Do the Work

Based on theWork of ByronKatie

remove your suffering


Welcome to Do the Work.

It will step you through the statement of an issue, the four questions, and the turn around. When you are done it will give you the option to save the issue and your responses so you can revisit them in future. I hope you find it helpful.

There is no documentation for theWork here. If you are going to use this program, you will have to be familiar with theWork of ByronKatie already. There is a link to her website below, but first some housekeeping.

You are using this software at your own risk. I take no responsibility for any results you achieve, or lack thereof. I also am not responsible for any psychological changes that occur.

I learned theWork from the materials on Katie's website, and, sure enough, it works! I decided to write a helper program and I decided to share it. Have fun!


I hope the program is pretty self evident. You should just be able to unpack it, change to the folder, and run it as


and up should come the gui. The main window will show the default sequence if you have one, only the questions if you don't. You can run a new sequence or rerun the currently showing sequence. The only difference is that the run of a new sequence asks for a new issue to work on while the rerun uses the currently shown issue.

Each question pops up in a dialog where you can enter the text. Tab-Enter or click Done when you are finished, and it will move to the next after writing the just completed answer to the main page. If you just want to use the dialogs as helpers while you work, you can click Done when you are finished to move on, and the blanks will be written.

By default, sound is turned on using Pygame, and the questions will be spoken in one of five different voices pseudo randomly when the response window comes up. You can turn sound off in the Configuration Menu, but you will still need Pygame installed in order to run the program.

If you don't like the voices, or want only one of them to be used, there is no built in mechanism for doing that right now. There are some alternatives available to you, but they require a certain amount of effort.

  1. You can just copy the questions in the voice you want to all the other voices in the sound directory. e.g. Copy true3.wav to true1.wav, true2.wav, true4.wav, and true5.wav. Then every voice will be the same. If you ever want to get them back, you can just unpack the archive again.
  2. You can use a tool like audacity to record the questions as you would like them to be voiced and move your version to the sound directory as in 1. above.
  3. You can take versions of the questions from Katie's videos and put them in the sound directory, replacing existing voices for the questions. There are legal issues with distributing such copyrighted work publicly, so you should only do this for your own use unless you get permission from Katie. That is the reason they are not included with the project download already as I think it would be great if it was Katie asking the questions in the program. Extracting them is also fairly complex and depends on the tools available to you, so I won't describe the procedure here except to say that I would use mplayer and audacity if I was doing it.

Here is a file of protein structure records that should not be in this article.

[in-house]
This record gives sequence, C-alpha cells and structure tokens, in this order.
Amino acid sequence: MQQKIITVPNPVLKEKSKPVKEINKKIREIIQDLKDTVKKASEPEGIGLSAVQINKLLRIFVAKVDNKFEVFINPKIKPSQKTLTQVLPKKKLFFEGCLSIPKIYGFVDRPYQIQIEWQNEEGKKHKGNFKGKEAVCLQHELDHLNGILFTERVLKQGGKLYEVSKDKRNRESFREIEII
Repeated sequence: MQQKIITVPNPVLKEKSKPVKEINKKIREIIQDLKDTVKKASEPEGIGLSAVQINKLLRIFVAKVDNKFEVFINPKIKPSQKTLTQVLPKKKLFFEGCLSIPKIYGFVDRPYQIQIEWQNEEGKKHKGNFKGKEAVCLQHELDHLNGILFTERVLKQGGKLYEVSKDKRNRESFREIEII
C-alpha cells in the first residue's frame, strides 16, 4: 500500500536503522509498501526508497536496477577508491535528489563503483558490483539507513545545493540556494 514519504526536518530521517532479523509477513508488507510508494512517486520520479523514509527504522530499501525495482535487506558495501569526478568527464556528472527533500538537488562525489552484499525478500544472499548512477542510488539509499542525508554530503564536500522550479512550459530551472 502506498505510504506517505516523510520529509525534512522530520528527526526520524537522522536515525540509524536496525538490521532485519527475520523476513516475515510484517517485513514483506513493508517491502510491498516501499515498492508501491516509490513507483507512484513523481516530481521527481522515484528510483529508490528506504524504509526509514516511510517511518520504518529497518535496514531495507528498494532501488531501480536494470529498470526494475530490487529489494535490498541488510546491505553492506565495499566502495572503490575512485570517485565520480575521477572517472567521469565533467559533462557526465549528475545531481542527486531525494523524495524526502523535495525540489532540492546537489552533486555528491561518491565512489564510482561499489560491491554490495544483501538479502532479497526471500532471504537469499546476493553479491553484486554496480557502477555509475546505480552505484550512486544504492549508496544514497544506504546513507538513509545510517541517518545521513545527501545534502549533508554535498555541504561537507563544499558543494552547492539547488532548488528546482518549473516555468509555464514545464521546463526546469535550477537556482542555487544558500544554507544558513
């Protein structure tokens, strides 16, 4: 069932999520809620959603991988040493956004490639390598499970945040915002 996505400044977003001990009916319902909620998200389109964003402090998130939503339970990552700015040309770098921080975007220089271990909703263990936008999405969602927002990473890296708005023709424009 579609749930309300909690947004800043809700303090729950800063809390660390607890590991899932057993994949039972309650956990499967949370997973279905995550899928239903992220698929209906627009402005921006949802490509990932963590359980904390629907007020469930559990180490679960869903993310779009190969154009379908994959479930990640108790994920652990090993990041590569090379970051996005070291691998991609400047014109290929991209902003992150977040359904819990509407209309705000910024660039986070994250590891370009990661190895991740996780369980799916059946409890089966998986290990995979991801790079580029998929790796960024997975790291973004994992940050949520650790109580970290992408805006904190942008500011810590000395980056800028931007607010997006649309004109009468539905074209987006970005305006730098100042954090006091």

With the turn around, you have the option to add more than one by clicking Next instead of Done. If sound is turned on, the question will be repeated with each cycle as well.

After you finish a sequence, it will be displayed on the main page. You can save it for future reference, or throw it away with a reset or new sequence. Simplicity.

You might not like the format of the questions that I use. In the configuration menu there is the option to change all of the questions to whatever you want. You can make your new questions be the default on start up as well by saving them in the configuration file. If you want them to play back in audio, you will need to record them and save them in the sound directory as described above.

If you want to use the program in a different language, you will have to follow the instructions below. All of the user facing messages are in a file that you can translate and put in a directory where the program will pick them up. Well, it's a little more complicated than that, but not much.

Alternatives and Complements

If the work satisfies all your needs, great! If it doesn't, I recommend several other self discovery techniques you might be interested in. I consider them to be very complementary with theWork, but your mileage might vary.

  1. Meridian Tapping, the generic term for a technique based on the meridians of acupuncture. This is a means for releasing emotional and physical issues that we have. EFT is the most well known example of this, and very effective.
  2. Sedona Method, a technique for emotional release developed by Lester Levenson. Simple, portable, and discreet. Similar to the meridian tapping in its effects.
  3. Brainwave Entrainment, using sound to alter the state of your brain, generating change. Lots of commercial audio available, and there are many free programs for making your own.
  4. Neurolinguistic Programming, or NLP, a technique that investigates the way that information is coded or programmed in the brain, and how to alter that programming. The assembly language of the brain.